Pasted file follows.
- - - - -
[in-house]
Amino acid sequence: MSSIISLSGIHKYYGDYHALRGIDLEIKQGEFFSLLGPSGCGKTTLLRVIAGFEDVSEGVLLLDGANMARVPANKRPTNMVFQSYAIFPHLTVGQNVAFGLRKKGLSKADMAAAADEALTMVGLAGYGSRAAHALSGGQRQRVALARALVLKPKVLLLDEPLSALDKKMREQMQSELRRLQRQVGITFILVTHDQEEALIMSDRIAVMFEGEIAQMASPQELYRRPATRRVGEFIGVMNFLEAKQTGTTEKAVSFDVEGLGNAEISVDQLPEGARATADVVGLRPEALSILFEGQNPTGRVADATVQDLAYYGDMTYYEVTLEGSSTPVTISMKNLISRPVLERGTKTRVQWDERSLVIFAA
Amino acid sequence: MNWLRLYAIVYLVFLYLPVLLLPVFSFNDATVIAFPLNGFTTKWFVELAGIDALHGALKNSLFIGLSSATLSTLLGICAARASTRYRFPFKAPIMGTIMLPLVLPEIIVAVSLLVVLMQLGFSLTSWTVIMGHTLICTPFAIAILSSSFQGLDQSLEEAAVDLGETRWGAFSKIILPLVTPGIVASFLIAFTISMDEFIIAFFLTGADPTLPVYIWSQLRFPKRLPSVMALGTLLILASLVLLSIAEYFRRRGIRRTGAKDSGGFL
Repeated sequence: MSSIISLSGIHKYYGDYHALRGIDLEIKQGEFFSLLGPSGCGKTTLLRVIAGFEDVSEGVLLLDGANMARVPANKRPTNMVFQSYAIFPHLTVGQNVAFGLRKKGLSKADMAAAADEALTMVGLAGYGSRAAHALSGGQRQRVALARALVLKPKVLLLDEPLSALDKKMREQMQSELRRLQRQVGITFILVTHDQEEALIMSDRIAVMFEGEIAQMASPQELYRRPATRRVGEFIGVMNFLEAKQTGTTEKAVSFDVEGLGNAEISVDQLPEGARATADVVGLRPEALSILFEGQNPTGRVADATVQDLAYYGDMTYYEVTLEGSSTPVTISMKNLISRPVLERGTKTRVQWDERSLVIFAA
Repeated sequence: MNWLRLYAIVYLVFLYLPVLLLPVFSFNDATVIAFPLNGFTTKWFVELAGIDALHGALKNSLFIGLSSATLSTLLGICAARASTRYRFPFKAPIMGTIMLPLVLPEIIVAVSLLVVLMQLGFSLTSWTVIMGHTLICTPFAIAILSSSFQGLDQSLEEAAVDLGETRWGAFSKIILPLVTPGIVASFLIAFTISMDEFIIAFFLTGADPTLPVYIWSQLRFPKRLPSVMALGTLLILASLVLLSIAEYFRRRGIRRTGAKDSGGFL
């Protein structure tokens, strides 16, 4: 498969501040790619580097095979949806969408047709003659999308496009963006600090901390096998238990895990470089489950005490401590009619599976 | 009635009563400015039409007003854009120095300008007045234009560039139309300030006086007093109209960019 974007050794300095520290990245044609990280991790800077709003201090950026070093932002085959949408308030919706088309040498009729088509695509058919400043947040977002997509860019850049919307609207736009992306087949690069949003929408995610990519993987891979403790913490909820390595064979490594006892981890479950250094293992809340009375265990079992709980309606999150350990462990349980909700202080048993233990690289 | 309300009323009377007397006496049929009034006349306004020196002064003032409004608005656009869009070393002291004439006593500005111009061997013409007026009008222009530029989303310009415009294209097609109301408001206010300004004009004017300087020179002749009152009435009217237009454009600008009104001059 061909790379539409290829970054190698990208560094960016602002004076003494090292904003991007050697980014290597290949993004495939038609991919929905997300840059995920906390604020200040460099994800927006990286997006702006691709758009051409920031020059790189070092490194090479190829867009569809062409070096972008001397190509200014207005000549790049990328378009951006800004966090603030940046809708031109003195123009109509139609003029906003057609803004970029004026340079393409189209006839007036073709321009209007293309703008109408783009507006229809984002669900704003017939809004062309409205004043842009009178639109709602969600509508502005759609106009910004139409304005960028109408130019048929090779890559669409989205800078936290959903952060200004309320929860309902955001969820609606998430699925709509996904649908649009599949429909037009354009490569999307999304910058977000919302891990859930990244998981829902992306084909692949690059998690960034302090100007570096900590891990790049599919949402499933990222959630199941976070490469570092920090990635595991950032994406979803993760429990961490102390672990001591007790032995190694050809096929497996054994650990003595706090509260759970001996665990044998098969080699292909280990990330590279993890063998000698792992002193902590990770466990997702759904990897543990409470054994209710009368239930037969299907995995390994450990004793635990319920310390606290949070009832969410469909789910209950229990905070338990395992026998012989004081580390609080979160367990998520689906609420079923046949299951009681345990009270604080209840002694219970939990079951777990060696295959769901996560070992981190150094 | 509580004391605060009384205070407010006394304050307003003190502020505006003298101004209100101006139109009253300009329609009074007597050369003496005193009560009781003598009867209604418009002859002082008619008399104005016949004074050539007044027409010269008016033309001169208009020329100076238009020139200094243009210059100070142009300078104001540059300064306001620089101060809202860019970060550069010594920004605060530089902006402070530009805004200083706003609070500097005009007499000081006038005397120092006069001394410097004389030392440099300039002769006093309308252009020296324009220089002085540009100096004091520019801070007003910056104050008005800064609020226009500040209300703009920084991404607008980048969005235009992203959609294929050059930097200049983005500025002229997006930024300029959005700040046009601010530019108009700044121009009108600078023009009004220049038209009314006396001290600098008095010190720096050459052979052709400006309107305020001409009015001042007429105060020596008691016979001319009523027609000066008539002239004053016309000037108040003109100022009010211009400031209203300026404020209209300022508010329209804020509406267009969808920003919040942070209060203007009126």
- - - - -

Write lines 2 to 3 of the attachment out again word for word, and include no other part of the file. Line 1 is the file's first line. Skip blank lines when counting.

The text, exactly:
Amino acid sequence: MSSIISLSGIHKYYGDYHALRGIDLEIKQGEFFSLLGPSGCGKTTLLRVIAGFEDVSEGVLLLDGANMARVPANKRPTNMVFQSYAIFPHLTVGQNVAFGLRKKGLSKADMAAAADEALTMVGLAGYGSRAAHALSGGQRQRVALARALVLKPKVLLLDEPLSALDKKMREQMQSELRRLQRQVGITFILVTHDQEEALIMSDRIAVMFEGEIAQMASPQELYRRPATRRVGEFIGVMNFLEAKQTGTTEKAVSFDVEGLGNAEISVDQLPEGARATADVVGLRPEALSILFEGQNPTGRVADATVQDLAYYGDMTYYEVTLEGSSTPVTISMKNLISRPVLERGTKTRVQWDERSLVIFAA
Amino acid sequence: MNWLRLYAIVYLVFLYLPVLLLPVFSFNDATVIAFPLNGFTTKWFVELAGIDALHGALKNSLFIGLSSATLSTLLGICAARASTRYRFPFKAPIMGTIMLPLVLPEIIVAVSLLVVLMQLGFSLTSWTVIMGHTLICTPFAIAILSSSFQGLDQSLEEAAVDLGETRWGAFSKIILPLVTPGIVASFLIAFTISMDEFIIAFFLTGADPTLPVYIWSQLRFPKRLPSVMALGTLLILASLVLLSIAEYFRRRGIRRTGAKDSGGFL